Last month Prince Charles delivered a speech at the World Future Energy Summit in Abu Dhabi, United Arab Emirates. He didn't have any slides, and he didn't shake hands or answer questions afterwards. That's because he was present as a hologram. The speech was recorded in Gloucestershire, England last year, and was broadcast to the WFES using the technology of a British company called Musion. Part of the incentive for Charles to deliver the speech via hologram was to save the 15 tons of CO2 that would have been expended if he had made the trip in a physical jet. The speech involved praising the creation of a new carbon neutral city in Abu Dhabi called Masdar which is currently in development. The city of Masdar will rely entirely on solar energy, and the first phase of construction is estimated to be habitable by 2009.
Although Charles' speech was pre-recorded, Musion has done tests broadcasting live feeds, including one which sent a hologram signal 11,000 miles from San Jose, California, to Bangalore, India. According to the Musion website, the holographic projection technology has already been used by a few superstar performers and corporate elite, including Madonna, the hip hop/indie rock group Gorillaz, Virgin records owner Sir Richard Branson, and public speakers at various corporate conventions. Other forms of holographic technology have been used by environmentally minded speakers such as Al Gore at last year's Live Earth concerts, and soccer star David Beckham. While the possible implications of the holographic projection technology are certainly interesting, only time will tell the difference between high-tech fads, and consumer-level technological realities.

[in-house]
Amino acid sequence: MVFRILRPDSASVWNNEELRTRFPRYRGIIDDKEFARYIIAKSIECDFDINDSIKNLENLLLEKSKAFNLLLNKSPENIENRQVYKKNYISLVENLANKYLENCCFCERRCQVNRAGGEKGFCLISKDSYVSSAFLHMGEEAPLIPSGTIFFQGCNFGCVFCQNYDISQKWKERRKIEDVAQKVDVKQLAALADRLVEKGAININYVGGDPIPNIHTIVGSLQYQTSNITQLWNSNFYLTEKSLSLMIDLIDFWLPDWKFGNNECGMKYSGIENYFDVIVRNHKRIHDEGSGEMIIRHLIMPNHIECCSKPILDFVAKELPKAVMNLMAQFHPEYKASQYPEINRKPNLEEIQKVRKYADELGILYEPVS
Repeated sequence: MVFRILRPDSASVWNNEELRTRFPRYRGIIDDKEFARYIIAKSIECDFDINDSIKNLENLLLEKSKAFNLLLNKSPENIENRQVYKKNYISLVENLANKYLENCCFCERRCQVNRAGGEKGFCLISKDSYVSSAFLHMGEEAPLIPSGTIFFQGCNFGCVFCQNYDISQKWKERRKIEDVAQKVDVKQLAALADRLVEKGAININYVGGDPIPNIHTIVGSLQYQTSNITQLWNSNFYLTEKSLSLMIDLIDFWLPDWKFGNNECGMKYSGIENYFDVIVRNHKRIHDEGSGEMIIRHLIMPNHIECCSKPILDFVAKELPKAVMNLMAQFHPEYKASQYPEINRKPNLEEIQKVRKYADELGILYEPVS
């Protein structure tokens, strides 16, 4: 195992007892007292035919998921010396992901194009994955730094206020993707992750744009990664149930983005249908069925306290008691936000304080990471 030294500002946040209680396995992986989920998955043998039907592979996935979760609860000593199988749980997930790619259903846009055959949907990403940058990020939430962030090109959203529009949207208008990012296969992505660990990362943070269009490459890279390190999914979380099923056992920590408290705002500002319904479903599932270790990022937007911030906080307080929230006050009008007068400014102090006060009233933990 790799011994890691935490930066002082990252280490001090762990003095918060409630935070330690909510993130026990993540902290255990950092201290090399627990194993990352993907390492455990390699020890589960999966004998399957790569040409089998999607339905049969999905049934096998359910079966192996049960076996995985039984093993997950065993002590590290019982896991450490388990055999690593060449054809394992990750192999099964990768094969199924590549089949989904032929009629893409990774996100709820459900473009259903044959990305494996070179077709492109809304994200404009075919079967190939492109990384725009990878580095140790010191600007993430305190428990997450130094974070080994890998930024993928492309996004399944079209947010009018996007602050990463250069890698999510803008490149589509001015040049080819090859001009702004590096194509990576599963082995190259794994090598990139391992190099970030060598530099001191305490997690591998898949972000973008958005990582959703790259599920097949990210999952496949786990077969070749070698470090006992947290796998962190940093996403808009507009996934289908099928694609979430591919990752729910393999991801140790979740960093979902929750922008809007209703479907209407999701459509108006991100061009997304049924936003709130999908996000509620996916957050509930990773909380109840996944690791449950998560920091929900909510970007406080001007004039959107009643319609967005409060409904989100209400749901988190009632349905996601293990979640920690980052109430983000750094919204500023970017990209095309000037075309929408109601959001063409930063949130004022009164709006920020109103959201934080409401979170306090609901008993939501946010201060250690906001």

Tristan Gulliford is a writer, dreamer, and aspiring myth-keeper who makes electronic music under the name "Dreamcode". He is currently attending the University of Colorado at Boulder.